05: Carl Ludwig Hübsch


German tubist, composer and bandleader Carl-Ludwig Hübsch.

What happens if you give a tuba to a teenage punk-rock drummer? Well, if it was Carl Ludwig Huebsch, it set him off on two paths which he pursued simultaneously, playing the tuba in a traditional community brass band, doing german oompah folk music by day and playing in rock bands with his pals at night.  Like with so many other young rock musicians, Frank Zappa proved to be a gateway drug to more serious musical activity.  When Carl-Ludwig eventually arrived at the world of free jazz and free improvisation, he found a context in which his two threads could combine and bear many glorious fruits. In his solo tuba playing, he not only plays the instrument expertly in the traditional manner, but explores its material nature to the full, treating it sometimes as a percussion instrument, striking and stroking it with various objects, as well as finding new ways to put air through it: with saxophone mouthpieces or no mouthpiece, hissing, moaning, singing.  And as a composer and bandleader, his contrary tastes for order and anarchy have lead him to create situations where musicians can follow instructions and rebel, cooperate and go off on their own. The nature of musical communications has been an explicit concern of his.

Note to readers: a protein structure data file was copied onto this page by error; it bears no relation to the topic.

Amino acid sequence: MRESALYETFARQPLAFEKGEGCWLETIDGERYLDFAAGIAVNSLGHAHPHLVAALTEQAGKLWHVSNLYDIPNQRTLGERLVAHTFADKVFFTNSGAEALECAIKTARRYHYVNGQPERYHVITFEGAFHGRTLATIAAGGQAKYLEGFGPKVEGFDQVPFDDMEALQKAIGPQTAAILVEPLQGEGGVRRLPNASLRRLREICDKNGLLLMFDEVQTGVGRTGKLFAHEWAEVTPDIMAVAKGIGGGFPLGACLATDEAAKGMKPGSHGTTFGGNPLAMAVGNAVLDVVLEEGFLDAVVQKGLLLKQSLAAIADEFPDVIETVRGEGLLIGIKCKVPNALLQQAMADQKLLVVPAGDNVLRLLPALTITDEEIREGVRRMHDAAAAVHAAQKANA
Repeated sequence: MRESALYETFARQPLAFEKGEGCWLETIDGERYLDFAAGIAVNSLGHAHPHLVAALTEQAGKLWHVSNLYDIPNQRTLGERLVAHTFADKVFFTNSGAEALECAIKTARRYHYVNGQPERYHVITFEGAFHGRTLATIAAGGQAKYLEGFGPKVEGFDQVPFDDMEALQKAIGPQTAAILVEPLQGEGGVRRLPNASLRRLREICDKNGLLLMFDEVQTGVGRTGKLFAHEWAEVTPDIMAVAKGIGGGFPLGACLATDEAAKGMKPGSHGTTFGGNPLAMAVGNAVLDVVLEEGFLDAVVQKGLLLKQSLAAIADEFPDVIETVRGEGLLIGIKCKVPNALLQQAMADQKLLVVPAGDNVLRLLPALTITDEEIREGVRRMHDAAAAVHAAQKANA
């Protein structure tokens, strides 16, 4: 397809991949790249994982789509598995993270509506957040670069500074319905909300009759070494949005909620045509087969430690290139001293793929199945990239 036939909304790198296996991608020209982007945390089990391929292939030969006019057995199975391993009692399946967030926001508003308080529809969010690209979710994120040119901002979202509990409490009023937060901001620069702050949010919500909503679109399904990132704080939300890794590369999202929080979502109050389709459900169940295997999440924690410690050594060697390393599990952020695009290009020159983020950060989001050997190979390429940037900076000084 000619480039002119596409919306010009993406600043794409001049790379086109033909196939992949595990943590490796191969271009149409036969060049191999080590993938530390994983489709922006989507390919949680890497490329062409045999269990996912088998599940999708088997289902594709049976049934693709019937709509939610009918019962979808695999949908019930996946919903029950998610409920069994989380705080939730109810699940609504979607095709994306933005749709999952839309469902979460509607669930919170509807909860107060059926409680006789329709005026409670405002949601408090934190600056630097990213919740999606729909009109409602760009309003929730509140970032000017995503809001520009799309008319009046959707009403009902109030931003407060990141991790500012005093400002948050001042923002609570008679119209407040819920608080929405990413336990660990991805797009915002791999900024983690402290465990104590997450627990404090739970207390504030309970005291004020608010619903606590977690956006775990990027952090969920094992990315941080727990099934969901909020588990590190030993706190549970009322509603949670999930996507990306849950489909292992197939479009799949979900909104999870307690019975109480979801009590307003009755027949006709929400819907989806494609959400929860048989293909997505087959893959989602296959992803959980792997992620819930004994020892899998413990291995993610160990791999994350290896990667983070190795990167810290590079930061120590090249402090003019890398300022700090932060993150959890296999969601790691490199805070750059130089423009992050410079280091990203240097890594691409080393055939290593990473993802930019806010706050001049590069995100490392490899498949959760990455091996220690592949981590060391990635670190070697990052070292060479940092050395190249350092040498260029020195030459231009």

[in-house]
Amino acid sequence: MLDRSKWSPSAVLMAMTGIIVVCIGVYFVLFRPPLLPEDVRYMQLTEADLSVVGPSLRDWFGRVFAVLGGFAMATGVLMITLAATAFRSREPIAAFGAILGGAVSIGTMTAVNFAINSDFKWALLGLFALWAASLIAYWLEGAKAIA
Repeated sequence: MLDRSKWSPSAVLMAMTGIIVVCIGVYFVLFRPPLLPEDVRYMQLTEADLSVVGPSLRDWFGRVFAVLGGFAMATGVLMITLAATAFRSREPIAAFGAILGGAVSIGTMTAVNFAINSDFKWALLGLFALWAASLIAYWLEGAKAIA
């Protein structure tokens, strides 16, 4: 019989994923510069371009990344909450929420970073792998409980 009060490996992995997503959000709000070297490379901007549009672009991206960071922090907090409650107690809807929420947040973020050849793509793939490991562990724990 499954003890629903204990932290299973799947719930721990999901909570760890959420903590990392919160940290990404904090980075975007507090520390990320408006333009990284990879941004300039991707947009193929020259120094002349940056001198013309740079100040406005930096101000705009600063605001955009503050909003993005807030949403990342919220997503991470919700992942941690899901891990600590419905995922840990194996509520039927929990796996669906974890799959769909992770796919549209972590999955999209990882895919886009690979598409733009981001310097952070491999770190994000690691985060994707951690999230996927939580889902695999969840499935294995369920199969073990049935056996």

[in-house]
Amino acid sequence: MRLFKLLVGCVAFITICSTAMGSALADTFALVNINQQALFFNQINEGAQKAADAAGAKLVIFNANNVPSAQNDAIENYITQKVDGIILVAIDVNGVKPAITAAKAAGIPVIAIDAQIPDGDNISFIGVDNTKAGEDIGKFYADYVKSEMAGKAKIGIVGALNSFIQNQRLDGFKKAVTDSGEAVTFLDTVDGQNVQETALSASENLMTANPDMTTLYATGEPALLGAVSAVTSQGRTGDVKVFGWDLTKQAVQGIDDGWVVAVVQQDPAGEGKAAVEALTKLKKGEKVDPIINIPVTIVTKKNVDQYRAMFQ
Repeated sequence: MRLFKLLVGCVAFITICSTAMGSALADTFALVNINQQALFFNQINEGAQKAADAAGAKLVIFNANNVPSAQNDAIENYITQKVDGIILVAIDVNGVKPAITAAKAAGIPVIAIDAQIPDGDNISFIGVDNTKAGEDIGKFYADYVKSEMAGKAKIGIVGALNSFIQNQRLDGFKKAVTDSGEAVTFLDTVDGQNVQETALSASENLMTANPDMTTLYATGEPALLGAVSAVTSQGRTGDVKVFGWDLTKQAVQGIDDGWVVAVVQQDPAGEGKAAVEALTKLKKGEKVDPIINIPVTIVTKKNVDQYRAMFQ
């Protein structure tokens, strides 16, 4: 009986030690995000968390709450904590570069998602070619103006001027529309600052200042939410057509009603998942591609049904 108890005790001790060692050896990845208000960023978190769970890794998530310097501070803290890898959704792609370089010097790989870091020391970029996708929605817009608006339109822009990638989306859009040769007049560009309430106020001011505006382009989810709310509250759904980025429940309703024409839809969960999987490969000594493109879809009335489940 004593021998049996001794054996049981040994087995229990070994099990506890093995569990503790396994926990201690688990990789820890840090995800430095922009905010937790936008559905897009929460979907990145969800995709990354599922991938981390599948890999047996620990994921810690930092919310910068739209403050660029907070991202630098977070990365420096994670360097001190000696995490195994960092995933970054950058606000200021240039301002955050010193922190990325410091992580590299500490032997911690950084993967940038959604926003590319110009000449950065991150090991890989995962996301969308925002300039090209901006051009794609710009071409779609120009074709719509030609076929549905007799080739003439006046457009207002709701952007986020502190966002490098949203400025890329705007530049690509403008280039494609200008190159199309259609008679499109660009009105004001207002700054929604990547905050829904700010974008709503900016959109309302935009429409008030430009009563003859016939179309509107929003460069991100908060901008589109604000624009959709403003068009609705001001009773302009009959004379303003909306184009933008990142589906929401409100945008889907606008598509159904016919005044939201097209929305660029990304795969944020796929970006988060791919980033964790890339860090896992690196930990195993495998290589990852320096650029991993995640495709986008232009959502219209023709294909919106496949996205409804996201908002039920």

Music excerpted on this podcast:

  • Ross 780 and Kashmir from Der erste Bericht (1977)  CD on In + Out Records (Freiburg). Solo tuba and voice.
  • NGC 22671 Hades B from Carl Ludwig Hübsch’s Primordial Soup (2007) CD on Red Toucan Records (Montréal) by C L Hübsch, with C. L. Hübsch (tuba), Axel Dörner (trumpet), Frank Gratkowski (reeds) and Michael Griener (drums, percussion).
  • doppler metal mare from Metal in Wonderland (2014) CD on Unit Records (Köln). composition by C. L. Hubsch. Hübsch Acht is Carl Ludwig Hübsch (tuba), Isabelle Duthoit (clarinet), Joris Rühl (clarinet), Matthias Schubert (saxophone), Wolter Wierbos (trombone), Philip Zoubek (piano), Joker Nies (electronics) and Christian Lillinger (drums).

Carl-Ludwig also sent me a revised English translation of his score for ‘Rowetor’, the piece that we discussed in the episode. It was performed by him and me and the SFSound group, at the Center for New Music in San Francisco,  in April 2015. It’s a work in progress, but he gave me permission to post a few paragraphs from it to give a flavor of it:

The whole piece consists of „one sound“ which shall not be interrupted.
The sound „goes“ nowhere. It may take some development but however, any development is being perceived/played like focussing on a partial of the whole, just like a finger represents a body, even a personality. 
  1. wait  2. listen  3. play        do nothing, let all be.
The static of the sound is a way to listen to the playing.
So, be open for a change of perspective, to reveal aspects of the sound, to go along with a changing focus, to let aspects reveal themselves. Such, „changes“ can happen, but they will never be forced. If they do happen, you have to be ready for them. Even quick shifts are possible.So keep highest alert within greatest immersion.
The piece can not be interrupted. Even one single instrument can keep it going (in an extreme case even silence) and thus deliver continuity. 
Nothing that happens is without meaning.
Don´t fade in. Be clear about your volume before(!) you come in. Don´t readjust. Come in with a clear imagination, projection of your sound, your dynamic.
 … etc …
wait  2. listen  3. play